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  #1  
Old 02/26/11, 10:03 AM
 
Join Date: Aug 2008
Location: Indiana, USA
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Burning weeds

Anybody burn their weeds and grasses, in fence rows, etc, verses spraying?

Harbor Freight has a propane torch, that puts out about 12" flame, that looks like it might cook things pretty good.

Just wondering if it was effective for weed control.

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  #2  
Old 02/26/11, 10:22 AM
 
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I use one to keep weeds at bay all over our place. Great for starting the campfire when the wood is damp. One of the best gifts I ever got.

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  #3  
Old 02/26/11, 10:33 AM
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burning is very effective. Just be careful.....

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  #4  
Old 02/26/11, 10:45 AM
 
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Yes burning is a way to keep the fence rows clean but be careful take a burlap sack and a bucket of water along with you so that you can fight fires that get out of control and they will.

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  #5  
Old 02/26/11, 10:47 AM
White Mtns of AZ
 
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Yuppers - burn along the drive, etc. great to keep those seeds at bay. I burn along the forest edge too as a fire break. Need to burn a field soon if the wind will ever stop. I have a propane torch thingie that I attach to a propane tank I put on my dolly. Mine puts out a shorter flame & that's OK with me as I can control it better.

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  #6  
Old 02/26/11, 11:09 AM
 
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Saw something similar at TSC the other day for about $50. Had a dolly, long hose, flame gun, and an empty 20 lb. tank. Looked pretty good, but don't know about the flame spread.

geo

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  #7  
Old 02/26/11, 11:14 AM
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If you buy the HF one, also get the extension hose as the one provided is only about 5-6' long.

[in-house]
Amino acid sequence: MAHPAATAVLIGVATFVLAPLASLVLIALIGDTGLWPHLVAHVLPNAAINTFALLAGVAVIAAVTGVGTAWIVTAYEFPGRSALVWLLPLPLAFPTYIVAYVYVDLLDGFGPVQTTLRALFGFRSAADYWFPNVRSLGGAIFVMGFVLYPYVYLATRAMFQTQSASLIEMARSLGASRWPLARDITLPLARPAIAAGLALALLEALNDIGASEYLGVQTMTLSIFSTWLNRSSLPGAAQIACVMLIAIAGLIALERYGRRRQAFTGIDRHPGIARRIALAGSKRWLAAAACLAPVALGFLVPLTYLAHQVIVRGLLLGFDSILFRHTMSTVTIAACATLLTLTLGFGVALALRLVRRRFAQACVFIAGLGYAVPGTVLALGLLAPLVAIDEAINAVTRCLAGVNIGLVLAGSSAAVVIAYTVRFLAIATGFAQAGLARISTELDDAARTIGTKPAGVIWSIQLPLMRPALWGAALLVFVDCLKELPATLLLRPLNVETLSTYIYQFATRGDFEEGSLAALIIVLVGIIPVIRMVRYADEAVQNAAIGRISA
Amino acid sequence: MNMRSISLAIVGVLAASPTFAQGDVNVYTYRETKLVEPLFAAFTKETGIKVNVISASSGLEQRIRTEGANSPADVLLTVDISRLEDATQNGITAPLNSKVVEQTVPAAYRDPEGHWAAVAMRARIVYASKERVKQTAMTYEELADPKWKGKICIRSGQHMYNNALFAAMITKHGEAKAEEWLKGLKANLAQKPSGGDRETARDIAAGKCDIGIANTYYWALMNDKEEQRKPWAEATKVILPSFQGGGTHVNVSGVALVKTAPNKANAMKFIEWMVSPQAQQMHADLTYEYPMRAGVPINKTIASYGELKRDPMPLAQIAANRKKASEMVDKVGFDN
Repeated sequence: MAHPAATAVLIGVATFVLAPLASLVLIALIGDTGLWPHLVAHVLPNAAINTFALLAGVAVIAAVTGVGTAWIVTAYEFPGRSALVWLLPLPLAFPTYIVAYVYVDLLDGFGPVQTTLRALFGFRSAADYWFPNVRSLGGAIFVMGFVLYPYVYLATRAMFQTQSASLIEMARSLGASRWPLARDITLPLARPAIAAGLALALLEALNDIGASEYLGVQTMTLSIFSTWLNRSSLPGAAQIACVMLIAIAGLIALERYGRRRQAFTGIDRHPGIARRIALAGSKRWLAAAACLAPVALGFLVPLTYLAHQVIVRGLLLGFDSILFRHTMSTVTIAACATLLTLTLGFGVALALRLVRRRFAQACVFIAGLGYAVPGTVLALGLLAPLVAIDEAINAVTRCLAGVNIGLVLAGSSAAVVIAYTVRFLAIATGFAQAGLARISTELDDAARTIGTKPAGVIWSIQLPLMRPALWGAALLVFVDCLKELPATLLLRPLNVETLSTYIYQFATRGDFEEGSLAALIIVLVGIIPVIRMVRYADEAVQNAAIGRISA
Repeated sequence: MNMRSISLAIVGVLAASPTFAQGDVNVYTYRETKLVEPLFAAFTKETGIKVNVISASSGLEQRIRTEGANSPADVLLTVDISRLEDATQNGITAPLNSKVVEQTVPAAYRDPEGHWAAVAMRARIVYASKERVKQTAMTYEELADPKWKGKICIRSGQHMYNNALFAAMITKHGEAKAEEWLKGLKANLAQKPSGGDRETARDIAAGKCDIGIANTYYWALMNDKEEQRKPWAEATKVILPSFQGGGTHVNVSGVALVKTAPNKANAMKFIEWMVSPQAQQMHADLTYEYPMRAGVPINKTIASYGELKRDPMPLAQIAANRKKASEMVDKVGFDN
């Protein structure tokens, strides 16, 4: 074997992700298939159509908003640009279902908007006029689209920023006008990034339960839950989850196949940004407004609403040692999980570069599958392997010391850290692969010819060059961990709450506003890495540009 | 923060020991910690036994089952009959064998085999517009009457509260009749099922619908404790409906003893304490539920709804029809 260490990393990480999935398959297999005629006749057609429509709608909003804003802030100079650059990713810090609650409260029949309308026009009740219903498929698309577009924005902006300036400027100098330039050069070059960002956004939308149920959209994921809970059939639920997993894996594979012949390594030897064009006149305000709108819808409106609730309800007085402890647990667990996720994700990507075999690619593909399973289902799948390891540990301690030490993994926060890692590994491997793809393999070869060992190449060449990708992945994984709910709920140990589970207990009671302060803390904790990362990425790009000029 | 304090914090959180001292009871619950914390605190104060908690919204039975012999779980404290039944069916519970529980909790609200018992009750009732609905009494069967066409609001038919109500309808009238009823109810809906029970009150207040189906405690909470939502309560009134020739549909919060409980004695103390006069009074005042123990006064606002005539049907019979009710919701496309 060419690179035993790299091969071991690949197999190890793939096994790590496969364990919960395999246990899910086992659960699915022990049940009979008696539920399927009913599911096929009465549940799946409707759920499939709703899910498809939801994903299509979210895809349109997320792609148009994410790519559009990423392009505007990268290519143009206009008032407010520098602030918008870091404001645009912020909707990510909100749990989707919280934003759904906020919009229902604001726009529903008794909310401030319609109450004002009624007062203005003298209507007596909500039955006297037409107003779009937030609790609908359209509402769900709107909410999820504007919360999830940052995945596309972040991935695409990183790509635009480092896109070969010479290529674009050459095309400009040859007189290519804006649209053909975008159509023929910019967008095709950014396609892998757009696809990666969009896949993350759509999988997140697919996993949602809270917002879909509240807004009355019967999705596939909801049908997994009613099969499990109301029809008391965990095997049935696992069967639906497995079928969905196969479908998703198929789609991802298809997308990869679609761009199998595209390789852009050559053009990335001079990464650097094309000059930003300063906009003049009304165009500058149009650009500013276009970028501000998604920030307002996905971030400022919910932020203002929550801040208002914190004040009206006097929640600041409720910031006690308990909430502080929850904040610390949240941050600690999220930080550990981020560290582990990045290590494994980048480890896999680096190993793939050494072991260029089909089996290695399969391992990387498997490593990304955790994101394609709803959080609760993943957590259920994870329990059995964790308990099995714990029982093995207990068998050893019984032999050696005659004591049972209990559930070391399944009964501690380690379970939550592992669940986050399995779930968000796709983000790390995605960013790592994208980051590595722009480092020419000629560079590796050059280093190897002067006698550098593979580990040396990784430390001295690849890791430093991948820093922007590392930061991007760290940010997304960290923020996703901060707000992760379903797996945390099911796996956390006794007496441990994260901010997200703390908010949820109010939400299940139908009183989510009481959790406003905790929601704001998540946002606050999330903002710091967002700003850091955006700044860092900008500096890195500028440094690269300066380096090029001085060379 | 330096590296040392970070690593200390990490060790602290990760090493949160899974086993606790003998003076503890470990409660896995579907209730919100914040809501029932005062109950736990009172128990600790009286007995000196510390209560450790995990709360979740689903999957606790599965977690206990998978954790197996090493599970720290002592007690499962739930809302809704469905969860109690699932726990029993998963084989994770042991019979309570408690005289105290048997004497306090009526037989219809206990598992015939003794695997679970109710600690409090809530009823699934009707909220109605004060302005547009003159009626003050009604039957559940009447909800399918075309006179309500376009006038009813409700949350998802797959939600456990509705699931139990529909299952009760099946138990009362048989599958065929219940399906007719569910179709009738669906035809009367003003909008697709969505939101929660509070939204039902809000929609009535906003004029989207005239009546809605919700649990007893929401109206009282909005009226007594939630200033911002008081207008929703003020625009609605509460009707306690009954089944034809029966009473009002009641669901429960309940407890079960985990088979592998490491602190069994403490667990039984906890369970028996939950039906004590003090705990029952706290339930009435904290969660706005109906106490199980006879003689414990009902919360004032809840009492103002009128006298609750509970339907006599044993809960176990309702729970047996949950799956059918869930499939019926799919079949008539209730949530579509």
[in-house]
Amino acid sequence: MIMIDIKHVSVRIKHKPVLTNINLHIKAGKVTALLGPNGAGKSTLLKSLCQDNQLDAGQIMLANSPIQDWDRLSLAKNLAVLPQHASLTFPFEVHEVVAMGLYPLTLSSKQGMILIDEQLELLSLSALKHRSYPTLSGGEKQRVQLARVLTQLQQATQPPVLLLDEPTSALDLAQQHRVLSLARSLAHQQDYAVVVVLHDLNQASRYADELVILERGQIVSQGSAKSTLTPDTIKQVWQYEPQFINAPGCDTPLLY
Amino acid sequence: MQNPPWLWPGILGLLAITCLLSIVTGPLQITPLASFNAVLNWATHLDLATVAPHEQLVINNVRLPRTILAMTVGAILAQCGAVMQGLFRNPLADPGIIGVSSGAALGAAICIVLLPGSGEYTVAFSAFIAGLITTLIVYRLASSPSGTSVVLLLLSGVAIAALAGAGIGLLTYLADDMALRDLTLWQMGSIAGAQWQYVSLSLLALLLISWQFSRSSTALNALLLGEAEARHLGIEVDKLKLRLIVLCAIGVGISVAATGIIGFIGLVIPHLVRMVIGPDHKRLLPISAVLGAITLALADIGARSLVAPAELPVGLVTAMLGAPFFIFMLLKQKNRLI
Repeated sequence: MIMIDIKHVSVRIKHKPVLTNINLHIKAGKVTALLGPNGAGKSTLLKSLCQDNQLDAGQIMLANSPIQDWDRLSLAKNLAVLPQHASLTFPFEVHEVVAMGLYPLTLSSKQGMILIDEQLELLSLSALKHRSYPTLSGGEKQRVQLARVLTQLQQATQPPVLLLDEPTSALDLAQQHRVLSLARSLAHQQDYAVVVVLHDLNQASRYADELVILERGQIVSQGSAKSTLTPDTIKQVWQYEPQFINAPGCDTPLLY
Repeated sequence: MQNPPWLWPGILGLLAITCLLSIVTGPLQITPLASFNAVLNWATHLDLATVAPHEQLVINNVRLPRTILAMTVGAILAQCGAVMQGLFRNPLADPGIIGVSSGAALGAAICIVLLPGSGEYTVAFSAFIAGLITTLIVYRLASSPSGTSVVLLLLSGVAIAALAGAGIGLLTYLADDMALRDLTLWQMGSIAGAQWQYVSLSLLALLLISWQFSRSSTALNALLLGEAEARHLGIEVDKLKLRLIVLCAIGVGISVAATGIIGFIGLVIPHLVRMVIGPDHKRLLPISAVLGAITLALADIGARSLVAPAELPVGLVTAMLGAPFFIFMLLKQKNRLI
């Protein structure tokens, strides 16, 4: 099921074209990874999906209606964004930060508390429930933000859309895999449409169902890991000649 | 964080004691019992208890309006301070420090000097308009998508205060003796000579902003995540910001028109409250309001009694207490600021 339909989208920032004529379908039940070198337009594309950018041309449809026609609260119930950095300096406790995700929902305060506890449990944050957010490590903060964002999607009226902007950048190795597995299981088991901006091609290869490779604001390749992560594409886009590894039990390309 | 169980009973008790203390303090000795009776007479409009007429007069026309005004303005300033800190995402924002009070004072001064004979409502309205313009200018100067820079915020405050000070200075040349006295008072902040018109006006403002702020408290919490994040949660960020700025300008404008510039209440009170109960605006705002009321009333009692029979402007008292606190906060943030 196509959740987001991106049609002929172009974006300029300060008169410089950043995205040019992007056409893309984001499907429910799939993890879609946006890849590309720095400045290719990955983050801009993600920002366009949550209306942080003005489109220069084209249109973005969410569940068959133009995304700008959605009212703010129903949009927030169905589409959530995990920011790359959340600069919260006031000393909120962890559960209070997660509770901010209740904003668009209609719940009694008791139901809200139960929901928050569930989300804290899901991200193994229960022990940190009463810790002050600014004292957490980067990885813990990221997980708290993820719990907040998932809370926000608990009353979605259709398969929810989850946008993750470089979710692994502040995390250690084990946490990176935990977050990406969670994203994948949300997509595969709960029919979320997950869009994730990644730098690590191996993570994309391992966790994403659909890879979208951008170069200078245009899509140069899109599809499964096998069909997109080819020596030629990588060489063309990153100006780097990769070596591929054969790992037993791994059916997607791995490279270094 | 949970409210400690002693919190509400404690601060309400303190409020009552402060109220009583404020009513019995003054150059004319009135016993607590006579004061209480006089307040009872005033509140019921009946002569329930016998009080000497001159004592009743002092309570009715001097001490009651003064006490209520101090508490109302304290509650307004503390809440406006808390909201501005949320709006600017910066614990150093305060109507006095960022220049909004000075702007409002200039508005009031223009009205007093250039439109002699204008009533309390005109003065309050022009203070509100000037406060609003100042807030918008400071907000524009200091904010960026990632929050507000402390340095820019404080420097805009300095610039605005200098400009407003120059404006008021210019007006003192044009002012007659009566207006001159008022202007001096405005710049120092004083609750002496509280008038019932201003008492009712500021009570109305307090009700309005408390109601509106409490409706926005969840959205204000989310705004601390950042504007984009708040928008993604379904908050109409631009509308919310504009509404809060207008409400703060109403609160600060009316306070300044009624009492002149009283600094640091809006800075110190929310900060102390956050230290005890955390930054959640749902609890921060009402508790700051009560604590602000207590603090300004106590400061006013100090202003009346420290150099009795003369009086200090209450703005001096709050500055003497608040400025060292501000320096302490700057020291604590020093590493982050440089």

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  #8  
Old 02/26/11, 11:51 AM
 
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hmmm.....be careful

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  #9  
Old 02/26/11, 01:27 PM
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Quote:
don't know about the flame spread.
The flame will be about as wide as the head on the torch.

You don't actually "burn" the plants.

Passing the flame over them slowly "cooks" them , causing cell walls to burst, and the plant dies.

If you leave it on them long enough for the plants to ignite, you're using more fuel than necessary

Google "flame weeding" for more details
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  #10  
Old 02/26/11, 01:36 PM
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Have one, but to be honest...I don't know if hitting them with fire is the problem or what but they seem to come back even thicker after scortching them...

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  #11  
Old 02/26/11, 02:25 PM
 
Join Date: Dec 2008
Location: north Alabama
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Tried it in the garden last year, with mixed results. Obviously, I didn't want roundup in the garden, and the weeds were a little high... Lugging around the tank is a pain, no matter how you cut it, and the wands are built for shorter Chinese people, which means you either get DW to do it or bend over a lot. I wouldn't bother with it on fencelines. Spray lasts a LOT longer. The torches are cool when you set the regulator on full open and create dragon breath. The best use I found was burning off the dead weeds in the drive after the roundup had worked. Dead plant material can be slick on a drive.

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  #12